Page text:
Together at the Poles

Is Bipolar Disorder Real? Version One: Is Bipolar Disorder a Brain State?


I’ve increasingly lately met a number of people who doubt the very existence of bipolar disorder. As someone who thinks he has bipolar disorder, figuring out whether or not they are right is of no small importance. After all, if I don’t have bipolar disorder, then I’m really wasting a lot of my time (for one thing, I’d have to retitle my blog “The Tooth Fairy Today”).

What I’ve found quite interesting is that the question “Is Bipolar Disorder Real?” actually says as much about what people mean by “real” as by what they do by “bipolar disorder”. I’ve discussed this sort of phenomenon before in my discussion of what “causes” bipolar disorder. However, this question cuts even deeper. While everyone uses the term “cause” in multiple, compatible ways, the question of whether or not bipolar disorder is “real” shows significant disagreement of what the conditions are for something being called “real”.

So, I thought I’d answer the question in the different senses in which I think the question is asked. Each of these answers will be put in its own post. I’ll be writing these answers as a series, though I will be treating it more as an occasional feature rather than publishing them all consecutively.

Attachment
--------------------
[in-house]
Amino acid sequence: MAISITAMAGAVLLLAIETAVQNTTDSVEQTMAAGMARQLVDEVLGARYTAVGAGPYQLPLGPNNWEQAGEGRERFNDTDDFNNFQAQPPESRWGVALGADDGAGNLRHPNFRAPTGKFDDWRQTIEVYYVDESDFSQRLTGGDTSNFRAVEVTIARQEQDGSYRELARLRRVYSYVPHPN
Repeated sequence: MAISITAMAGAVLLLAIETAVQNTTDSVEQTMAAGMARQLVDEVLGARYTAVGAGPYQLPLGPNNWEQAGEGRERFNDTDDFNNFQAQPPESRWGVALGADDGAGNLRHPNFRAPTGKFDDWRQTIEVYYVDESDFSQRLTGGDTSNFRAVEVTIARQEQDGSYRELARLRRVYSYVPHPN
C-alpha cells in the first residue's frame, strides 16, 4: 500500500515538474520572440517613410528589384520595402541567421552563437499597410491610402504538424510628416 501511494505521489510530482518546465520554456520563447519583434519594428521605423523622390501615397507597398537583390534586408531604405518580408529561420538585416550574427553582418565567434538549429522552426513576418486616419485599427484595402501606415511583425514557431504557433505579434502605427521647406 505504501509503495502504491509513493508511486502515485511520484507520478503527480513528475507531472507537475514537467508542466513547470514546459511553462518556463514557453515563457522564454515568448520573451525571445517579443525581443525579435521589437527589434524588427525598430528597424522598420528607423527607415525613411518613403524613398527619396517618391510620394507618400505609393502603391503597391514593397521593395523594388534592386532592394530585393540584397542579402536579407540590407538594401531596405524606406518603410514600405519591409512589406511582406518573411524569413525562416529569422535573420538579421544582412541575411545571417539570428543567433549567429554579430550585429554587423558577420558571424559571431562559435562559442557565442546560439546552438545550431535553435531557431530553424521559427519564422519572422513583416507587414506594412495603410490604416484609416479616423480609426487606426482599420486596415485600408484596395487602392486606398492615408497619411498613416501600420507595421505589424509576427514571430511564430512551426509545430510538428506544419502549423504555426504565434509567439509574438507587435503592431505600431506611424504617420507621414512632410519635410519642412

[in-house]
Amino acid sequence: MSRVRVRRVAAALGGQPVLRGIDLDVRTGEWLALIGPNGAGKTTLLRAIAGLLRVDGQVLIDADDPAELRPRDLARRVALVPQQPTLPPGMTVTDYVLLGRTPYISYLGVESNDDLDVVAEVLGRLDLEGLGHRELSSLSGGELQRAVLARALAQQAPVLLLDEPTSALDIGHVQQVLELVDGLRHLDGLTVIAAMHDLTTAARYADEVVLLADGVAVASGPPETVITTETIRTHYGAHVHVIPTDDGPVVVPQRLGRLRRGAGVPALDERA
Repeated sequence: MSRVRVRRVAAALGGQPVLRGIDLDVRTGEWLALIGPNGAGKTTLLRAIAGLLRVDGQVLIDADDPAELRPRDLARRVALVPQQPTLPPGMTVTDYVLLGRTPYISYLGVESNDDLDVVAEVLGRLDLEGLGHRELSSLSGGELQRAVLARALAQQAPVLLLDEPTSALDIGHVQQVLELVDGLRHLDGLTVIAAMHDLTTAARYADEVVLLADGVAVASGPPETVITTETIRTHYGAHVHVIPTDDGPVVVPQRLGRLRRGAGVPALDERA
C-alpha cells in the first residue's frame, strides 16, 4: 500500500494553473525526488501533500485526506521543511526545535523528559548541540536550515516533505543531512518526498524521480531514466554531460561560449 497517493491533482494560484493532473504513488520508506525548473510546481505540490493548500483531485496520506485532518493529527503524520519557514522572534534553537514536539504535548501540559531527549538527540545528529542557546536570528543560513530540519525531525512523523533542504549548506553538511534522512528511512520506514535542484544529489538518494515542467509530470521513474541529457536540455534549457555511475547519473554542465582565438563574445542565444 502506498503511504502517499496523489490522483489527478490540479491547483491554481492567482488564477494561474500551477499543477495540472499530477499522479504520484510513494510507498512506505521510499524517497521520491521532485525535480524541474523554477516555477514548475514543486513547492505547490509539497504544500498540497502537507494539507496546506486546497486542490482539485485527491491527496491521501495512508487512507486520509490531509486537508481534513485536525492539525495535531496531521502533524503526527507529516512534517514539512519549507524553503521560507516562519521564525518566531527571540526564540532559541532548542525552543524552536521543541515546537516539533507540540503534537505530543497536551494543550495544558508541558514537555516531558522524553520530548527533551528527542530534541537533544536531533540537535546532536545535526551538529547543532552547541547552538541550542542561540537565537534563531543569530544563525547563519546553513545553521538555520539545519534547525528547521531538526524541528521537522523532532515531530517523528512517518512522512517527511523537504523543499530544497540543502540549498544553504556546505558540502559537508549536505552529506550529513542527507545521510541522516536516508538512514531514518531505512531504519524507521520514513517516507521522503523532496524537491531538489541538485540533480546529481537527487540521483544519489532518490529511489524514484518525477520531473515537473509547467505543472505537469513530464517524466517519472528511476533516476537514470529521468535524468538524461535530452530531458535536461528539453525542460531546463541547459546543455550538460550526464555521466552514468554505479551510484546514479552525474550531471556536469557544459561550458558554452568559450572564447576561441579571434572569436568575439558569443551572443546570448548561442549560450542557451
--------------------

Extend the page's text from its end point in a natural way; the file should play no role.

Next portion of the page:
Is Bipolar Disorder A Brain State?

One version of what people mean by asking if bipolar disorder is real is whether or not bipolar disorder is some identifiable state of the brain that can, for example, be recognized in a CT scan. So, for instance, if we can’t see that there is activity in a certain, unique area of the brain during episodes (and I imagine there would need to be different areas for different types of episodes), then bipolar disorder doesn’t exist.

Physical Descriptions and Mental Descriptions

However, this position rests on a mistake. To put it simply, even if the mind is the brain, that doesn’t mean that we can reduce descriptions of the mind to descriptions of the brain.

So, for instance, let’s say that the belief that swans are blue always occurs when certain brain neurons fire. That might be true. However, on what grounds do we call that firing “the belief that swans are blue”? Only a person who understands what “swans are blue” means will even understand what it means to say that a particular brain state is the belief that “swans are blue”. In other words, even if we completely describe the brain state, we have not described the mental state.

However, the problem is worse than this. It’s not unimaginable that the belief that “swans are blue” always corresponds to a certain type of brain state. It’s also not imaginable that the belief that “4+3=9” always corresponds to a certain type of brain state. However, this does not imply that there will be some physical sign that we can look for to find “false beliefs”. The falsehood of these beliefs is something that can only be understood in terms of their mental descriptions, not their physical descriptions.

Bipolar Disorder is Described in Mental Terms